“BD no longer sells any of these pumps, and any syringe pump we currently sell is not affected by this vulnerability. In addition, this vulnerability only exists when pumps are connected to a terminal server, which is not recommended by BD,” the spokesman told us.

Speed, Not Security, Tops Priority List for Blockchain in Healthcare

Despite the potential for blockchain to improve health data security, just over 20 percent of IT executives believe this is the main advantage of the technology.

August 24, 2018 - While 84 percent of IT executives believe blockchain-based solutions are more secure than traditional systems, just 21 percent cited improved security and lower risk to data as the most significant benefit of blockchain adoption, according to a recent Deloitte survey.
Over thirty percent of respondents to the global, cross-industry poll named accelerated business processes and increased operational efficiencies as the top advantage of blockchain, while 28 percent believe blockchain will help them unlock new revenue sources and business models.
While blockchain is widely viewed as inherently secure, executives may be more interested in using the technology to improve other areas of healthcare before applying it to sensitive patient information.  

Lawmakers pressure ONC to release information blocking rule

Published August 23 2018, 7:19am EDT
Members of the U.S. Senate are turning up the heat on the Office of the National Coordinator for Health IT to release its long-awaited proposed rule on information blocking.
The move signals increasing pressure on the agency to release details of how it aims to enable individuals to more easily get their health information and share it with providers and others.
A bipartisan amendment to the Senate’s Department of Defense and Labor, Health and Human Services, and Education Appropriations Act for Fiscal Year 2019, authored by Sens. Bill Cassidy (R-La.) and Sheldon Whitehouse (D-R.I.), would require the Department of Health and Human Services to provide Congress with an update by September 30 on its progress in establishing the information blocking regulations.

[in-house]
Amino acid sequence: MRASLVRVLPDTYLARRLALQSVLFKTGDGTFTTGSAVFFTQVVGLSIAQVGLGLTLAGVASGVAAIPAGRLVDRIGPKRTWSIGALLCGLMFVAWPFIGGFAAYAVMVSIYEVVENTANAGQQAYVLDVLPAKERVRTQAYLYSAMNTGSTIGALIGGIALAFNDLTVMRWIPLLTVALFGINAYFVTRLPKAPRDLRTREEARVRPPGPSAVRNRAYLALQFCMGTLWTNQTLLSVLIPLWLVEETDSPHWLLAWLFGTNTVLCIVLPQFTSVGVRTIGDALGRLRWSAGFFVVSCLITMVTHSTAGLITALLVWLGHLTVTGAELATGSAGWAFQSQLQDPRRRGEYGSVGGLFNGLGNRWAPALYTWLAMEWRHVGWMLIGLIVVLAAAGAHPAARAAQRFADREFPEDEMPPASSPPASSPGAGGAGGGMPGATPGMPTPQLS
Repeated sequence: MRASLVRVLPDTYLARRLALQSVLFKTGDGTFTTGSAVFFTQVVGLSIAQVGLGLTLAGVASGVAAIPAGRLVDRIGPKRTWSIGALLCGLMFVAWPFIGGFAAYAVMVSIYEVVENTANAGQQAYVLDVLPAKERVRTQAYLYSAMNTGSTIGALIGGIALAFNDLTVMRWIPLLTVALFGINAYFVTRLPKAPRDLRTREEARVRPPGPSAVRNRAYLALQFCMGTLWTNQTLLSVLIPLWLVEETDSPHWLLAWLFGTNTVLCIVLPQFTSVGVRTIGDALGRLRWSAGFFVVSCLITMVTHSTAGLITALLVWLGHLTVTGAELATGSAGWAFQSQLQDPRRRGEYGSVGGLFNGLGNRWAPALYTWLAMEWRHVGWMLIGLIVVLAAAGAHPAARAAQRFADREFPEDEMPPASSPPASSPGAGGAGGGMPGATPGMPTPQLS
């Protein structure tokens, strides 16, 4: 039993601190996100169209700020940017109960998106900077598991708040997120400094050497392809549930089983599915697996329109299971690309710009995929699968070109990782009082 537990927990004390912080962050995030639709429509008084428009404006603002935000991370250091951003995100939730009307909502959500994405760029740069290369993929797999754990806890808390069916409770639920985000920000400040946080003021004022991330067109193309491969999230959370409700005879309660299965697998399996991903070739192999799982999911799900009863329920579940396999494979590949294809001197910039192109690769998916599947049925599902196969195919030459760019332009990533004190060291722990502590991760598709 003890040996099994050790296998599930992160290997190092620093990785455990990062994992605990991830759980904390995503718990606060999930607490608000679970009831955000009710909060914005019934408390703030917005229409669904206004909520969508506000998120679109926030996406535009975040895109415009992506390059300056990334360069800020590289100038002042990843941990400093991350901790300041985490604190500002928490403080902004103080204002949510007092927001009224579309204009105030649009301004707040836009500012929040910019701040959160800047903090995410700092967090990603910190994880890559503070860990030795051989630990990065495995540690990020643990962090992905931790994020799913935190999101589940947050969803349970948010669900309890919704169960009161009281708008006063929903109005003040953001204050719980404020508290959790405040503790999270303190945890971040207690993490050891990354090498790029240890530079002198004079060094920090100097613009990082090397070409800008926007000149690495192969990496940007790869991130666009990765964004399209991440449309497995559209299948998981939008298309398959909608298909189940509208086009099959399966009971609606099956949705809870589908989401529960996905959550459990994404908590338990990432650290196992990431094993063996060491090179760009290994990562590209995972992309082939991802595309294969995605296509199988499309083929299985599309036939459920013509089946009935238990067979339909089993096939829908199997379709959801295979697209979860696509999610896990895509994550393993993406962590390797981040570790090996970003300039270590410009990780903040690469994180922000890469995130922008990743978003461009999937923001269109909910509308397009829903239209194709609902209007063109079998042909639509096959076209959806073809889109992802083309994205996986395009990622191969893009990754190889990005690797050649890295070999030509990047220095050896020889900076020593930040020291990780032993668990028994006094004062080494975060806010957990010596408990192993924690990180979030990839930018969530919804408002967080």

MRI images enable ‘virtual’ biopsies to speed analysis of brain tumors

Published August 27 2018, 4:38pm EDT
A novel deep learning technique can accurately identify genetic mutations in tumors that originate in the brain’s supportive tissues MRI images.
Researchers say that this technology can speed up diagnoses and enable patients to receive more personalized treatment regimens for the condition, known as gliomas. These are a heterogeneous group of primary tumors with variable imaging characteristics, responses to therapy, clinical courses and prognoses. This diversity is attributed in part to the many genetic and epigenetic mutations in the tumors.
The knowledge of a tumor’s genetic information is needed to accurately monitor patients and guide a patient’s therapy. However, currently information regarding the mutations of gliomas is based on an analysis of tumor tissue obtained during an operation. These are often limited to the easily accessible area of the tumor, and that may potentially miss other, different variations within the tumor. This testing can also be expensive, and the results can take weeks, delaying treatment.

AI processing of images can help predict immunotherapy efficacy

Published August 27 2018, 5:16pm EDT
A new study finds that artificial intelligence can process medical images to extract biological and clinical information to aid immunotherapy treatment.
The results, from a French research institute, are important because the research suggests that AI can be used to create a predictive score on the efficacy of immunotherapy in a patient, thus saving time and increasing the chances for success in treatment.
Immunotherapy is the process of using the body’s own immune system to fight the cancer. The goal is for physicians to be able to use imaging to identify biological phenomena in a tumor located in any part of the body without having to perform a biopsy.

HIT Think How blockchain technology could aid key data challenges

Published August 27 2018, 5:25pm EDT
Bitcoin. Ethereum. Cryptocurrency. Most people believe that these terms have absolutely no relevance to healthcare today. However, the technology behind cryptocurrency is slowly becoming relevant to healthcare in an unexpected way.
Blockchain technology is currently known for keeping cryptocurrency transactions secure. With adaptations, it may soon be used to keep personal health information more safe and secure, as its name suggests, than ever before.
The current model for storing data is by keeping said data stored in one place. For example, a Microsoft Word document is saved to a desktop. While access to that document may be made through the server, even remotely, it is still saved in a single, centralized location. Blockchain is, arguably, the exact opposite.